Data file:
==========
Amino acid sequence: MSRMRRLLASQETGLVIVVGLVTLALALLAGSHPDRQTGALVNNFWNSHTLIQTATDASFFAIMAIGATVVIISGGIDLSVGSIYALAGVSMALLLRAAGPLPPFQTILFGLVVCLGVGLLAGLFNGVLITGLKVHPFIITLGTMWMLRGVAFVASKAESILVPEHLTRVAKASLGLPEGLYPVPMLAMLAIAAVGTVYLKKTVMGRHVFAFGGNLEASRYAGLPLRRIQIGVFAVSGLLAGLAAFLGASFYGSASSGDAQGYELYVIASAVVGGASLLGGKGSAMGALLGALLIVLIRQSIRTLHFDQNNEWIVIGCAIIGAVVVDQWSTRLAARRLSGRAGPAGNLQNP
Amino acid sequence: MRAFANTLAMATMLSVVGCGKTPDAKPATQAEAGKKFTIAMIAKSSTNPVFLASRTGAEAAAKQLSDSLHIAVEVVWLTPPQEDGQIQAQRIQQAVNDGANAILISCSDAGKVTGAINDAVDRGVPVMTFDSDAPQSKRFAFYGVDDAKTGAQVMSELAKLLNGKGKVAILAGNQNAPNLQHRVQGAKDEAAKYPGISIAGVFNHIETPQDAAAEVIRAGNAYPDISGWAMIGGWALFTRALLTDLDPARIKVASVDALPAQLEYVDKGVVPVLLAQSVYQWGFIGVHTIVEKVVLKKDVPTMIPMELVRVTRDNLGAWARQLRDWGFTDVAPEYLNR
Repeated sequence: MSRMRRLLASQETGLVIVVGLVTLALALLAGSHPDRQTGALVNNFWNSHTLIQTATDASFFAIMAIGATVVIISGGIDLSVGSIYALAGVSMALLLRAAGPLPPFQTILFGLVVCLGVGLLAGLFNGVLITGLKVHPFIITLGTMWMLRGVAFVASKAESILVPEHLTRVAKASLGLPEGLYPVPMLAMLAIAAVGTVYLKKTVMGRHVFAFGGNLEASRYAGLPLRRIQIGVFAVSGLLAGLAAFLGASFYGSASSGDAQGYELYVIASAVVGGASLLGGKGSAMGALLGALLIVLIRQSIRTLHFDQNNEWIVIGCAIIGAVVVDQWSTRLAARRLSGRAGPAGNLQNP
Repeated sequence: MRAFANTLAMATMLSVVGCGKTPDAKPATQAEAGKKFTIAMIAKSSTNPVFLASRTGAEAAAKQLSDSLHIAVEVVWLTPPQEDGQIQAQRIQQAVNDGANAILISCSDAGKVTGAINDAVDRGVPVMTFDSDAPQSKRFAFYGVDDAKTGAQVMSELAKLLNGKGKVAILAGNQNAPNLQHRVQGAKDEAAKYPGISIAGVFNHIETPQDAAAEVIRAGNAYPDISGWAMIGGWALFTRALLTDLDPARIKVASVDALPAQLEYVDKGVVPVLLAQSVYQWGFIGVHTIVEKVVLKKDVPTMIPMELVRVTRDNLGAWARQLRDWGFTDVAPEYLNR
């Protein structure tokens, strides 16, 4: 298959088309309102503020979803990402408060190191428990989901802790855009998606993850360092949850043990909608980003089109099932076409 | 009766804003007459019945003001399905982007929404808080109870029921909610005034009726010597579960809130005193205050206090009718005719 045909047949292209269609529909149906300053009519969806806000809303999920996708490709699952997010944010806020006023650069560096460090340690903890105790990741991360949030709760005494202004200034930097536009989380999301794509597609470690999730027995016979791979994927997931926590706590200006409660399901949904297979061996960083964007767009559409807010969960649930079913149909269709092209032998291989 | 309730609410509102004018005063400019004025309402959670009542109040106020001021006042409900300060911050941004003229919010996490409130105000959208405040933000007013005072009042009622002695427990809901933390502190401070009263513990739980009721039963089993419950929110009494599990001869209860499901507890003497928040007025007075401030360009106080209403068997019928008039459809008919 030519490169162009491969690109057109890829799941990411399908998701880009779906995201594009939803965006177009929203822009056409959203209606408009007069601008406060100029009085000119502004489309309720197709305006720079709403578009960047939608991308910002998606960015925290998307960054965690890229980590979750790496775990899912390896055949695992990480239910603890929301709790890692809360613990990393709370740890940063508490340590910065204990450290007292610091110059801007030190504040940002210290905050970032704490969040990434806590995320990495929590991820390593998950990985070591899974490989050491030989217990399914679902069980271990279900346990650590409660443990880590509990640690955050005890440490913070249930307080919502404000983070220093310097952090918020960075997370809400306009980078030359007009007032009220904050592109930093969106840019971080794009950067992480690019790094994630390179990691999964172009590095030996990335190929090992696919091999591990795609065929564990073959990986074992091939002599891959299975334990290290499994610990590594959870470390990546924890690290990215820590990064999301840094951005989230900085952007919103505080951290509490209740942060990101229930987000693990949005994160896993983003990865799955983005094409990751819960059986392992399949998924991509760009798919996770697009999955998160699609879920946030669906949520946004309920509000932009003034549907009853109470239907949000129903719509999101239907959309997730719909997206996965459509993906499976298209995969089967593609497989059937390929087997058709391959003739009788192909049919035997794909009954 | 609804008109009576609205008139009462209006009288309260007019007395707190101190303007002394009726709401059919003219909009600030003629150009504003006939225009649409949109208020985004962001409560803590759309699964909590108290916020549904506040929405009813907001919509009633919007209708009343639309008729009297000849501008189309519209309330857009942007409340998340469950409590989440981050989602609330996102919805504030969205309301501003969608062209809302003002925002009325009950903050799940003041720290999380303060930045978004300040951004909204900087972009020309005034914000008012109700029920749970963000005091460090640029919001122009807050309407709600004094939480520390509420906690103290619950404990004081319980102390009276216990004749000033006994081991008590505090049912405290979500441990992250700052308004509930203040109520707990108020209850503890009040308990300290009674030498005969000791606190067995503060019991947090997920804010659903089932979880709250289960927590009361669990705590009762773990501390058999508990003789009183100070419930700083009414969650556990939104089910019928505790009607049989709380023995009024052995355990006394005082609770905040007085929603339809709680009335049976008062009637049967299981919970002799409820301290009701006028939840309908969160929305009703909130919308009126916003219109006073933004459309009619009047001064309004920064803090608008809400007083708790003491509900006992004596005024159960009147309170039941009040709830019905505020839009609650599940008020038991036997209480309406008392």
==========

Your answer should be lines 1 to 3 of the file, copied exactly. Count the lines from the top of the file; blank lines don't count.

Amino acid sequence: MSRMRRLLASQETGLVIVVGLVTLALALLAGSHPDRQTGALVNNFWNSHTLIQTATDASFFAIMAIGATVVIISGGIDLSVGSIYALAGVSMALLLRAAGPLPPFQTILFGLVVCLGVGLLAGLFNGVLITGLKVHPFIITLGTMWMLRGVAFVASKAESILVPEHLTRVAKASLGLPEGLYPVPMLAMLAIAAVGTVYLKKTVMGRHVFAFGGNLEASRYAGLPLRRIQIGVFAVSGLLAGLAAFLGASFYGSASSGDAQGYELYVIASAVVGGASLLGGKGSAMGALLGALLIVLIRQSIRTLHFDQNNEWIVIGCAIIGAVVVDQWSTRLAARRLSGRAGPAGNLQNP
Amino acid sequence: MRAFANTLAMATMLSVVGCGKTPDAKPATQAEAGKKFTIAMIAKSSTNPVFLASRTGAEAAAKQLSDSLHIAVEVVWLTPPQEDGQIQAQRIQQAVNDGANAILISCSDAGKVTGAINDAVDRGVPVMTFDSDAPQSKRFAFYGVDDAKTGAQVMSELAKLLNGKGKVAILAGNQNAPNLQHRVQGAKDEAAKYPGISIAGVFNHIETPQDAAAEVIRAGNAYPDISGWAMIGGWALFTRALLTDLDPARIKVASVDALPAQLEYVDKGVVPVLLAQSVYQWGFIGVHTIVEKVVLKKDVPTMIPMELVRVTRDNLGAWARQLRDWGFTDVAPEYLNR
Repeated sequence: MSRMRRLLASQETGLVIVVGLVTLALALLAGSHPDRQTGALVNNFWNSHTLIQTATDASFFAIMAIGATVVIISGGIDLSVGSIYALAGVSMALLLRAAGPLPPFQTILFGLVVCLGVGLLAGLFNGVLITGLKVHPFIITLGTMWMLRGVAFVASKAESILVPEHLTRVAKASLGLPEGLYPVPMLAMLAIAAVGTVYLKKTVMGRHVFAFGGNLEASRYAGLPLRRIQIGVFAVSGLLAGLAAFLGASFYGSASSGDAQGYELYVIASAVVGGASLLGGKGSAMGALLGALLIVLIRQSIRTLHFDQNNEWIVIGCAIIGAVVVDQWSTRLAARRLSGRAGPAGNLQNP